One of the best books about popular music ever written. --Record Collector (5 Stars)
Highly entertainingfull of wisdom and humanity. --Mojo
Clayton's writing makes music his. His book is chiefly concerned to what music does to you, not how music is made or what it says about its creators or what it stands for. It s a good book, if not a flawless one; a book about the difference between sentiment and deep feeling; about escape and facing up; about how the function of music to a certain kind of listener is to map his world, both inside and out. It s in the economic, social and cultural shift that took place during the course of Clayton s post-post-war lifetime from the life of the mines to Jimi Hendrix in a giant step that you get to see the real value and, ultimately, the point of popular music as it was constituted during that period. You begin to get a sense from his story of how taste during that period was more than a fetish of bourgeois individualism; that it was an important tool in the remaking of English society for the better. And no, I m not joking. --Independent On Sunday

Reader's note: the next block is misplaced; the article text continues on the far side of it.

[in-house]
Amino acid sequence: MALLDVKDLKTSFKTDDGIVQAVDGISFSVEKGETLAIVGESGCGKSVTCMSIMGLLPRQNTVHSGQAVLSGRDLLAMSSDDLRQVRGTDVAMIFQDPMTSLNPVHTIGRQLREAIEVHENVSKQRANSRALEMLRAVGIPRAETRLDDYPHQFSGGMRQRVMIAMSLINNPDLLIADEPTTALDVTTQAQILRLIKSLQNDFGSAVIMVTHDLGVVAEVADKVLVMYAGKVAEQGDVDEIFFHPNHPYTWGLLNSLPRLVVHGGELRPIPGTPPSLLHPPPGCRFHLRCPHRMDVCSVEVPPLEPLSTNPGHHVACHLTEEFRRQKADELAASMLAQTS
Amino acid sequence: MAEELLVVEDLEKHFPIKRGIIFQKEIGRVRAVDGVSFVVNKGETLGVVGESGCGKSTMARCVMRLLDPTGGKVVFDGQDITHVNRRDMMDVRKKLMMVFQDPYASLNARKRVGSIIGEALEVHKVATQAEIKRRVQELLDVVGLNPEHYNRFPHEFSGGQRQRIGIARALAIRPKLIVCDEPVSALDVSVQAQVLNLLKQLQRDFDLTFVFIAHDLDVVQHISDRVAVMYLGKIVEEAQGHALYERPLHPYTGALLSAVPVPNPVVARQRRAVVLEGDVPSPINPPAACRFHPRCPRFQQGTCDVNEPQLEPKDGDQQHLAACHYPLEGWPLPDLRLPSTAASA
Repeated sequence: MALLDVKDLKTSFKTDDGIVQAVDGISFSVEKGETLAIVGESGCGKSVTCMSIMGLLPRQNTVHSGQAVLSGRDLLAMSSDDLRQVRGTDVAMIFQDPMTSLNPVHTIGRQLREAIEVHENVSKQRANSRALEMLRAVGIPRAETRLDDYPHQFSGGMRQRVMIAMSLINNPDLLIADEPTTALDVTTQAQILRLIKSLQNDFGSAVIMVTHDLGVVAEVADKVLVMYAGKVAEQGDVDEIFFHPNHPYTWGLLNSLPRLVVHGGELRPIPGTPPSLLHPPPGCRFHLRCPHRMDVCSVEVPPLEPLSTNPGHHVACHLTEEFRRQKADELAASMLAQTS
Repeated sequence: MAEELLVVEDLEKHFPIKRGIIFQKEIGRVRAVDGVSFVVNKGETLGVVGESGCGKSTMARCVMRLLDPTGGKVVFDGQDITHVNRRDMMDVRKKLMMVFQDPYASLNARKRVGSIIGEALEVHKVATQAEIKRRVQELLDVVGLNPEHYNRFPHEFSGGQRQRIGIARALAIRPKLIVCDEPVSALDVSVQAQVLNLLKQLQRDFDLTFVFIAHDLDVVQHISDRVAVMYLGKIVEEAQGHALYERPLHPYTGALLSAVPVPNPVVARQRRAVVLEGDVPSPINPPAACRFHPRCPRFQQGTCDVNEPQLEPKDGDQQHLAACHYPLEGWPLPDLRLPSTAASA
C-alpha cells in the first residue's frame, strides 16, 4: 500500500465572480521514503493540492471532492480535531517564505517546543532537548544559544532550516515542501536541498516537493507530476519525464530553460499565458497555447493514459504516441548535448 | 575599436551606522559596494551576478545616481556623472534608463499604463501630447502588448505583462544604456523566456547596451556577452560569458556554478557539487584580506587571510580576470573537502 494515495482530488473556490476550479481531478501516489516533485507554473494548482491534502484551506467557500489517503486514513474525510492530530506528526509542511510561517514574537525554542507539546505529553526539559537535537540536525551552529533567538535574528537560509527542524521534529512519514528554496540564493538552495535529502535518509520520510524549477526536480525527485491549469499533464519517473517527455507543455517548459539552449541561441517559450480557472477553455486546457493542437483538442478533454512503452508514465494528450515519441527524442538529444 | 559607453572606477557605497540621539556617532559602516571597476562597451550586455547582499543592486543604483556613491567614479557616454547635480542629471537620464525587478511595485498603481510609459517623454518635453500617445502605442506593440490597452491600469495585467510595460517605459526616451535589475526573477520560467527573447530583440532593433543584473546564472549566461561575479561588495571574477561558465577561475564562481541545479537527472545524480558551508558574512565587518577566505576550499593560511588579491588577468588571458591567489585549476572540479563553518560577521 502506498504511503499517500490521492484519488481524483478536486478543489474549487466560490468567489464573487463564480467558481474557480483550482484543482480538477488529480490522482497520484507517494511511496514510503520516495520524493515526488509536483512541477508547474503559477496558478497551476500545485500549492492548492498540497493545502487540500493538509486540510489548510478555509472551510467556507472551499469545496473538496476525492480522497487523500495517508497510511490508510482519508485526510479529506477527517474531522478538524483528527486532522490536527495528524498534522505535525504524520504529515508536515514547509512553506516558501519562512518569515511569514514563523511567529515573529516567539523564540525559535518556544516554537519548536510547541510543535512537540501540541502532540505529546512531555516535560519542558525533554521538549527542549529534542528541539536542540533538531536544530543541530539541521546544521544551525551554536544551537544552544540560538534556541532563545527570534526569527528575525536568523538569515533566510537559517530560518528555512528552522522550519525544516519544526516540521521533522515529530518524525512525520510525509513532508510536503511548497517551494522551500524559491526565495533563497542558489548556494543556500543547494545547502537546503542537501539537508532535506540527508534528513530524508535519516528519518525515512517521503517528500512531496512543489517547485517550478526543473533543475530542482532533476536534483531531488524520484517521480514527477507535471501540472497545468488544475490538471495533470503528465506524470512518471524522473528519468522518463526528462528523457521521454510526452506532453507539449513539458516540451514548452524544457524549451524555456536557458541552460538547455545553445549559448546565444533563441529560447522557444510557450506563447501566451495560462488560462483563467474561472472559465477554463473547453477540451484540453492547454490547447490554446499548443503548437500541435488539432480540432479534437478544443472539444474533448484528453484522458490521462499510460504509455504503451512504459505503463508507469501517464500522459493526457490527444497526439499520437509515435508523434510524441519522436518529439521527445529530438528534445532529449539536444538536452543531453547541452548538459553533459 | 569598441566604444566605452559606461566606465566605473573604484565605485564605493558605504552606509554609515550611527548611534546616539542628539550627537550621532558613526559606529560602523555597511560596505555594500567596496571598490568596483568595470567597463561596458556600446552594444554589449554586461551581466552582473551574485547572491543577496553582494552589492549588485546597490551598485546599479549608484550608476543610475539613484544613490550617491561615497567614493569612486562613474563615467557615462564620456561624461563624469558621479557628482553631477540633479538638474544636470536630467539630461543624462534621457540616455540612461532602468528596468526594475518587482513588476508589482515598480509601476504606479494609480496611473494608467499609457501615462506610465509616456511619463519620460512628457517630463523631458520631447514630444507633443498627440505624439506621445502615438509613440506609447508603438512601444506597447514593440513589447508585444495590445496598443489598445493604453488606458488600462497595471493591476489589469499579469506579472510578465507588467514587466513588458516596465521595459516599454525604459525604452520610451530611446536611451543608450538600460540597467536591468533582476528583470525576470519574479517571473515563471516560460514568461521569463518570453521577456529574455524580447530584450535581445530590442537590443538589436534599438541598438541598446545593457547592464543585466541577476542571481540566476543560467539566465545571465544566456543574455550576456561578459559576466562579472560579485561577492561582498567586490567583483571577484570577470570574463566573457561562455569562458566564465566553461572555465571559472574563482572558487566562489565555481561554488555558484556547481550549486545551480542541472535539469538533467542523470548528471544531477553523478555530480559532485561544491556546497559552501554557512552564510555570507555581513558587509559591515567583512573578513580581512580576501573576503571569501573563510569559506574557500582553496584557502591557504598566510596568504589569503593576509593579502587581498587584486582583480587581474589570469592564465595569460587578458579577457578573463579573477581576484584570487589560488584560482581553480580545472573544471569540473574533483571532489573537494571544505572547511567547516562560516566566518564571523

About the Author
Ian Clayton is a jobbing writer, story teller and broadcaster. He loves books, films and music. He is a traveller, a collector, a gatherer and is passionate about finding the voice of the common people. He still lives in the town where he was born and lists his hobbies as tap-room conversation and gentle subversion. Amongst other things he is a recognised authority on the life and works of Billie Holiday, has a fondness for the comedy songs of George Formby and aspires to play blues harmonica like Jimmy Reed. His partner of twenty-eight years Heather is a social worker and their son Edward is a budding pianist.